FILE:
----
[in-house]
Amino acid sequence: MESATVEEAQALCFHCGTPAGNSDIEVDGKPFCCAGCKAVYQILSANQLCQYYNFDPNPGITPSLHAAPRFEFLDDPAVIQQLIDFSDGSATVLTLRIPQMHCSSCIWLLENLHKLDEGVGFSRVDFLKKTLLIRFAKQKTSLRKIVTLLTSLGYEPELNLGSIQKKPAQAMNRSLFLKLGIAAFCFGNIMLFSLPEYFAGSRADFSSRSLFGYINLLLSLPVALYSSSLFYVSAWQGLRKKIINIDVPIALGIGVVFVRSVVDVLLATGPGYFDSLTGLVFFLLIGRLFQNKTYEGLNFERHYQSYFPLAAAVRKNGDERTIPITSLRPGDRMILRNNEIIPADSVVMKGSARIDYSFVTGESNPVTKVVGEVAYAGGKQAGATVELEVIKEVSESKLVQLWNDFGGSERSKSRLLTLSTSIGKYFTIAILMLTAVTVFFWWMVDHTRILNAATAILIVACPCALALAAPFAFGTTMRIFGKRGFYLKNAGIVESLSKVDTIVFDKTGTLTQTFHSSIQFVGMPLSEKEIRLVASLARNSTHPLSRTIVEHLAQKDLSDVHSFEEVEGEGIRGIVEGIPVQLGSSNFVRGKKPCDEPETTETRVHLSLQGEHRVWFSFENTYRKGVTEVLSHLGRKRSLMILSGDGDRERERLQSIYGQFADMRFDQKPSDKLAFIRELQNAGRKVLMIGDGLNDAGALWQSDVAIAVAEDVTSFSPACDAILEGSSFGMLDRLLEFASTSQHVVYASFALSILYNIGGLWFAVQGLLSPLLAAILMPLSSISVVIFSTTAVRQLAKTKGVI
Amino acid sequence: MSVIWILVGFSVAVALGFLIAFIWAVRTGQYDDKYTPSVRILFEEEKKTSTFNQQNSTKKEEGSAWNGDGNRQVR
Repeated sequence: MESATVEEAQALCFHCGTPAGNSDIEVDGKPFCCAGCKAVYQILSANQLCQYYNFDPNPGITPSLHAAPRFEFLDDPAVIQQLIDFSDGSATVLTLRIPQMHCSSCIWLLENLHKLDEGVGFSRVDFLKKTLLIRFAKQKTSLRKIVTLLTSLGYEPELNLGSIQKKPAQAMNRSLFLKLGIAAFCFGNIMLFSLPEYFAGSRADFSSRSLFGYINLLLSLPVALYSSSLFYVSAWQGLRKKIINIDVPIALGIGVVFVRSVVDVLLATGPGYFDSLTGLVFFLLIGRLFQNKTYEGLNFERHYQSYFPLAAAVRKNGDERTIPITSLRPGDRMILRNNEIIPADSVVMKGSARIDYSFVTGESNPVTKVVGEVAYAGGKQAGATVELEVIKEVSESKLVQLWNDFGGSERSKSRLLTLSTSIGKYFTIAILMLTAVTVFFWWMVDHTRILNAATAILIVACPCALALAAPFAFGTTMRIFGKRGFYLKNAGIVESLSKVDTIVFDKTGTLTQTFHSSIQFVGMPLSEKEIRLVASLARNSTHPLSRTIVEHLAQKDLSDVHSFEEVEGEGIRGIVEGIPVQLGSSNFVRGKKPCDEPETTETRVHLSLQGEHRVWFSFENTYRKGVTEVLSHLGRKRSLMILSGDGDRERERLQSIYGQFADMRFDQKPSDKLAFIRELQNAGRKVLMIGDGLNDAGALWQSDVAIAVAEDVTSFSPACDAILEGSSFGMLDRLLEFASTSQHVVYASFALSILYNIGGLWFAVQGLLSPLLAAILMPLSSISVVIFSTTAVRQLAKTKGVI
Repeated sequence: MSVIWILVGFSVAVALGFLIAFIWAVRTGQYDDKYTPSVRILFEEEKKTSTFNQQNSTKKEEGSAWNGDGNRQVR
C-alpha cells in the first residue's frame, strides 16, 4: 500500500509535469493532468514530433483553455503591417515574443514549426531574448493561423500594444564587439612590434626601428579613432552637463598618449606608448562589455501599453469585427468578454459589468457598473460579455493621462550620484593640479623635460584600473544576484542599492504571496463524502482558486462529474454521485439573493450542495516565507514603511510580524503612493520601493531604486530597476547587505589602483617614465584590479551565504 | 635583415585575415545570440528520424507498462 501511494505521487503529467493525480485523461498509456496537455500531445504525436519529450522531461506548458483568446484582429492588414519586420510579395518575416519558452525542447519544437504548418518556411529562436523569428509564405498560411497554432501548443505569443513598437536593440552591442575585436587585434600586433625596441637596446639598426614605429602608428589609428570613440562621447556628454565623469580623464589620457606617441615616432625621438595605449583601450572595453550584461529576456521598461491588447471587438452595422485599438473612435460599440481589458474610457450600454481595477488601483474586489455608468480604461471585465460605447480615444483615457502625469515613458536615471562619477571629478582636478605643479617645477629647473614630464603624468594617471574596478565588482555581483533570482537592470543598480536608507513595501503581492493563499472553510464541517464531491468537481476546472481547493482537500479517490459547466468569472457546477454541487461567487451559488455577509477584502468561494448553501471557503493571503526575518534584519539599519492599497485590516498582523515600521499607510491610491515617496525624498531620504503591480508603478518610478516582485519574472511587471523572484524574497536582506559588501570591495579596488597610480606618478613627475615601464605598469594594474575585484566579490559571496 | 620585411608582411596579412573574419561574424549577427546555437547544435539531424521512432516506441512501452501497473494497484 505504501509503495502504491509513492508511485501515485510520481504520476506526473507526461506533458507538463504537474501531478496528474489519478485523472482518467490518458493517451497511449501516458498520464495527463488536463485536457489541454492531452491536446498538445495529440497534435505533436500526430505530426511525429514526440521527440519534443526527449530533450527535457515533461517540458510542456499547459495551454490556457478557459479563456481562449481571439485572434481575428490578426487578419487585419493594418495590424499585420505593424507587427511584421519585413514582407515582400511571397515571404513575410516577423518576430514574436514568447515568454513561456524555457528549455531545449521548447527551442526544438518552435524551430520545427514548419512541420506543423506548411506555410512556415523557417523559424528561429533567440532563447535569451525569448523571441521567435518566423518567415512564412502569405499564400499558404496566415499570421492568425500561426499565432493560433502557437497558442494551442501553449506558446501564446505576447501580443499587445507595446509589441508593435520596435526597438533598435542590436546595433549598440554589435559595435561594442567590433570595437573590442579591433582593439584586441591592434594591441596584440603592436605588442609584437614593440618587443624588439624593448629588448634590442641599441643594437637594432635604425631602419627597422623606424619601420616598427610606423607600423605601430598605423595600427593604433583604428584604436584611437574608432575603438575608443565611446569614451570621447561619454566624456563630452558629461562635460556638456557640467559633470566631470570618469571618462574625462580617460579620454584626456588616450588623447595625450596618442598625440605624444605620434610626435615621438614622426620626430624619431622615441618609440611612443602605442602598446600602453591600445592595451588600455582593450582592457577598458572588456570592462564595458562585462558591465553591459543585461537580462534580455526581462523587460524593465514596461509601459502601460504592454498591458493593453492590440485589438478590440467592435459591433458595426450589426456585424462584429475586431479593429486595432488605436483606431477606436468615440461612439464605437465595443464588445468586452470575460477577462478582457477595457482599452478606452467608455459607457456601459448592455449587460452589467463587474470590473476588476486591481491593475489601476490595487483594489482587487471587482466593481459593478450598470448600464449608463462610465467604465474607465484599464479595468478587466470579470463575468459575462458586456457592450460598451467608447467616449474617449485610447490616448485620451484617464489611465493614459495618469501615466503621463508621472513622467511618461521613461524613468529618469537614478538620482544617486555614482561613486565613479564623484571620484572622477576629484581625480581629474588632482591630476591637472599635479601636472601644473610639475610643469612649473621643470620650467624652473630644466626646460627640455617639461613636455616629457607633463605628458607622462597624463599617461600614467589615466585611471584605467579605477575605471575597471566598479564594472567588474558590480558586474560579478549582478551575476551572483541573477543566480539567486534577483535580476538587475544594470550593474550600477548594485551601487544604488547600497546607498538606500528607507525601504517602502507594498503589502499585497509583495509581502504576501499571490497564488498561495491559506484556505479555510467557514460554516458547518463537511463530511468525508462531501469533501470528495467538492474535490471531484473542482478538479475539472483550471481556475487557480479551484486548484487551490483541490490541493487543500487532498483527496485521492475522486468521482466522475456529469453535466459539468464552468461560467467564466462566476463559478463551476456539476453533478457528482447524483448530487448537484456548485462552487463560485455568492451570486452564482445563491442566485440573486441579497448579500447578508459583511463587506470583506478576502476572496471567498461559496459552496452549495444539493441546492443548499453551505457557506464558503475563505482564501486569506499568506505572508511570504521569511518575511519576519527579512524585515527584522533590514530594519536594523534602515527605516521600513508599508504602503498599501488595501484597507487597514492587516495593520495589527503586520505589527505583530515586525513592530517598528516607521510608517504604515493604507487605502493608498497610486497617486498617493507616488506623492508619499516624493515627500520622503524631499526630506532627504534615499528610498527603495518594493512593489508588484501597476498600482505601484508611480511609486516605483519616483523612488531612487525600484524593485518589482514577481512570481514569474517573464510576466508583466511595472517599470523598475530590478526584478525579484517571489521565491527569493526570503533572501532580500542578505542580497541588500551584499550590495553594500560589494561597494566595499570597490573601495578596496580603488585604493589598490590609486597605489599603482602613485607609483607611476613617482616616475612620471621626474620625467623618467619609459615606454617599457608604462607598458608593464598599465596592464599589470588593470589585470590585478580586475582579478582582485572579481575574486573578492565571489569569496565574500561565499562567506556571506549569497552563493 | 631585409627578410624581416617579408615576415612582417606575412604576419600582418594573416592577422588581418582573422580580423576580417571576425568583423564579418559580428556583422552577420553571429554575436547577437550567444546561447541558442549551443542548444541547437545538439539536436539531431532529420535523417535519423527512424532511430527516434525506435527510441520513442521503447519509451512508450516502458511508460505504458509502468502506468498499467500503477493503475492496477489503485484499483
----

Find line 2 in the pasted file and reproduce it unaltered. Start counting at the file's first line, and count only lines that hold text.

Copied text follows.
Amino acid sequence: MESATVEEAQALCFHCGTPAGNSDIEVDGKPFCCAGCKAVYQILSANQLCQYYNFDPNPGITPSLHAAPRFEFLDDPAVIQQLIDFSDGSATVLTLRIPQMHCSSCIWLLENLHKLDEGVGFSRVDFLKKTLLIRFAKQKTSLRKIVTLLTSLGYEPELNLGSIQKKPAQAMNRSLFLKLGIAAFCFGNIMLFSLPEYFAGSRADFSSRSLFGYINLLLSLPVALYSSSLFYVSAWQGLRKKIINIDVPIALGIGVVFVRSVVDVLLATGPGYFDSLTGLVFFLLIGRLFQNKTYEGLNFERHYQSYFPLAAAVRKNGDERTIPITSLRPGDRMILRNNEIIPADSVVMKGSARIDYSFVTGESNPVTKVVGEVAYAGGKQAGATVELEVIKEVSESKLVQLWNDFGGSERSKSRLLTLSTSIGKYFTIAILMLTAVTVFFWWMVDHTRILNAATAILIVACPCALALAAPFAFGTTMRIFGKRGFYLKNAGIVESLSKVDTIVFDKTGTLTQTFHSSIQFVGMPLSEKEIRLVASLARNSTHPLSRTIVEHLAQKDLSDVHSFEEVEGEGIRGIVEGIPVQLGSSNFVRGKKPCDEPETTETRVHLSLQGEHRVWFSFENTYRKGVTEVLSHLGRKRSLMILSGDGDRERERLQSIYGQFADMRFDQKPSDKLAFIRELQNAGRKVLMIGDGLNDAGALWQSDVAIAVAEDVTSFSPACDAILEGSSFGMLDRLLEFASTSQHVVYASFALSILYNIGGLWFAVQGLLSPLLAAILMPLSSISVVIFSTTAVRQLAKTKGVI